Science is a pro­cess where you try and answer that prob­lem by re-running events until you think you’ve elim­in­ated all vari­ants apart from the ones you want to study. When this hap­pens a sci­ent­ist has an advant­age a juror lacks. Unfortunately some prob­lems are simply untest­able as they stand. Global Warming, which Lisa Jardine refers to would be a cinch to solve if you had a few thou­sand identical Earths. Having only the one we have to test indi­vidual man­age­able prob­lems and then argue how we put them together.

Events like Global Warming affect us all and so we should all have some input into how we tackle the prob­lem. Warming is hap­pen­ing, the data are expli­cit. Is it all part of a nat­ural cycle as fewer and fewer sci­ent­ists think or are there actions we could take to pro­tect our soci­ety? Which factors would make a genu­ine dif­fer­ence and which would simply be window-dressing? This is why the last sen­tence is so inter­est­ing.

A pub­lic under­stand­ing of sci­ence has never been more important.

If your neigh­bours have the vote, then they have a say on issues that will impact on your family’s future. So will your neighbour’s chil­dren. Are they get­ting the sci­ence edu­ca­tion they need to decide on a import­ant issues like Carbon Emissions, GM Crops or Cloning that will dir­ectly affect you and your family?

It seems in the USA people are by and large very happy as Coturnix reports. Pharyngula also has a post high­light­ing some­thing I liked in the recent Royal Society state­ment which gets lost some­times in the Creationism debate. Children are entitled to an edu­ca­tion.

Introducing the Pyramid of Doom

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I've discovered a new Bosnian Pyramid!

While research­ing to write some­thing pos­it­ive for the Wikipedia entry on the Bosnian Pyramids (I did the Currently Osmanagić states… to …for future gen­er­a­tions bit) I noticed some­thing a bit odd about the map. I wondered if I’d cal­cu­lated the lengths of the wrong tri­angle. It seems I have made a simple mistake.

The cal­cu­la­tion was based on the three pyr­am­ids marked in orange. These three pyr­am­ids come close to mak­ing an equi­lat­eral tri­angle, though with nowhere near the pre­ci­sion claimed by the Bosnian Geodetic Institute. I got these mark­ers from www​.bos​ni​an​pyr​amid​.com and you can down­load them from there to check this for your­self with your own copy of Google Earth. I thought these were the loc­a­tions of the pyr­am­ids and, if you look the map shown at BosnianPyramids​.org shows these are the three loc­a­tions meas­ured. This blog post would also sug­gest that the Pyramid of Dragon is iden­ti­fied cor­rectly as it places the pyr­amid on Bucki gaj.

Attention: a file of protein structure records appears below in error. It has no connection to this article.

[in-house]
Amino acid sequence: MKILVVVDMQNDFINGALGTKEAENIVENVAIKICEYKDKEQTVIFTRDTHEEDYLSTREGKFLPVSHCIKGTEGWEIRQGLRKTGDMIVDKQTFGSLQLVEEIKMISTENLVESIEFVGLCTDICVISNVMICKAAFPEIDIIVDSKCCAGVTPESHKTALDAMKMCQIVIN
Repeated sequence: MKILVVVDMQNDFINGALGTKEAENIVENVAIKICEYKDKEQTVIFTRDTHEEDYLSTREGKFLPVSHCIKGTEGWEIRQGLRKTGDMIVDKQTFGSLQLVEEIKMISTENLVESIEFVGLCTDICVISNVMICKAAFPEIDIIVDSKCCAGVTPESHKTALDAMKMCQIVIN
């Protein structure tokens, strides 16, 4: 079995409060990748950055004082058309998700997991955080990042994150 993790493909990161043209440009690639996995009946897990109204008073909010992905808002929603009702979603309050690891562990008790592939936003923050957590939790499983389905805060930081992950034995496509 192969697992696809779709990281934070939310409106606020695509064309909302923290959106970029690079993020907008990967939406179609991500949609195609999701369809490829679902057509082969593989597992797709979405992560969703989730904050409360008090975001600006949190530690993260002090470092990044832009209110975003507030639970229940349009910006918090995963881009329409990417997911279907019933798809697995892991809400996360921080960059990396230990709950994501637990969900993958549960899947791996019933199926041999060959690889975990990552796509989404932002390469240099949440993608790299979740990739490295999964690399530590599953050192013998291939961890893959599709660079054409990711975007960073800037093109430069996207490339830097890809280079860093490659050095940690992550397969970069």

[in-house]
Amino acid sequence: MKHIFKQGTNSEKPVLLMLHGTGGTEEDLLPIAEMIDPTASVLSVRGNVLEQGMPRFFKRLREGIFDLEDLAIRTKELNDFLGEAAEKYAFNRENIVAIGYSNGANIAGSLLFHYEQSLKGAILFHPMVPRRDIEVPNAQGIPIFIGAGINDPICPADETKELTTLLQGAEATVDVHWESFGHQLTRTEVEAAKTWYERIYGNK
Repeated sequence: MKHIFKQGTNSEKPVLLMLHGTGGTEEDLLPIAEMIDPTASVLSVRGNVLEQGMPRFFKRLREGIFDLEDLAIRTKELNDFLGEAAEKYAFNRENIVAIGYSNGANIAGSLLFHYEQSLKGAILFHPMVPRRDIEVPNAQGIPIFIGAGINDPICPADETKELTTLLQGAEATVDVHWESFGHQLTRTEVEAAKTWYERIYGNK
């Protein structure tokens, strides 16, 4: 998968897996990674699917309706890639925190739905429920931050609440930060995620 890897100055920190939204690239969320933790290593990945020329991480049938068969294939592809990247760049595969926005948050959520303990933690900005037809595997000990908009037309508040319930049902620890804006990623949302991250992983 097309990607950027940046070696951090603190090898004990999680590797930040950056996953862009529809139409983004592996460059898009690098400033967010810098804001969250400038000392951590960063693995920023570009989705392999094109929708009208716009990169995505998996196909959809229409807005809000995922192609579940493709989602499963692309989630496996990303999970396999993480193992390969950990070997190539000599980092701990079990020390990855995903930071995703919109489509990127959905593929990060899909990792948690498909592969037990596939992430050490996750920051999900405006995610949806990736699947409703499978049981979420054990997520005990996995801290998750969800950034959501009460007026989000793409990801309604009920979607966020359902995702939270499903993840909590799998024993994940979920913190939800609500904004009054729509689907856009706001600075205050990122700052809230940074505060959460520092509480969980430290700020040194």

If you look closely then you can see there’s a ridge between the Pyramids of the Moon and the Dragon. I’ve marked the end of that ridge with the label Bosnian Pyramid of Doom, and >you can down­load the Google Earth book­mark to see it for your­self in 3D (alas lost in the move). Is it high enough to block a line of site between the pyr­am­ids of the Moon and the Dragon? No.

But is is a prob­lem. The Pyramid of Doom is on the end of this long ridge. The pyr­amid of the Dragon is dis­tinct­ively on its own hill. So how do you make sense of this dia­gram at Wikipedia, which is used by the offi­cial site? I made the mis­take of assum­ing that the Pyramid of the Dragon, being under a large hill, was sta­tion­ary. It looks like Osmanagić has dis­covered the world’s first mobile monu­mental pre­his­toric pyramid*.

What hap­pens to the tri­angle if you use the Pyramid of Doom pos­i­tion as the third ver­tex? Then the Moon — Doom baseline is far, far too short to make an equi­lat­eral tri­angle. It’s not even remotely close, which again sug­gests that Bucki gaj is the Pyramid of Dragon. It does leave the prob­lem of an imposter pyr­amid on the offi­cial guides though.

Next week it’s the Bosnian Pyramid of the Molehill — and I’m not sure if I’m jok­ing yet.

*This would explain how the Bosnian pyr­am­ids got to Egypt and Mexico. In one stroke the lack of Bosnian arte­facts is explained as they were built in Visoko and then moved to their new loc­a­tions. We also now know why the Egyptian pyr­am­ids were smal­ler. You wouldn’t want to move a lar­ger pyr­amid would you? The Mexican pyr­am­ids were even smal­ler, but then they had fur­ther to go.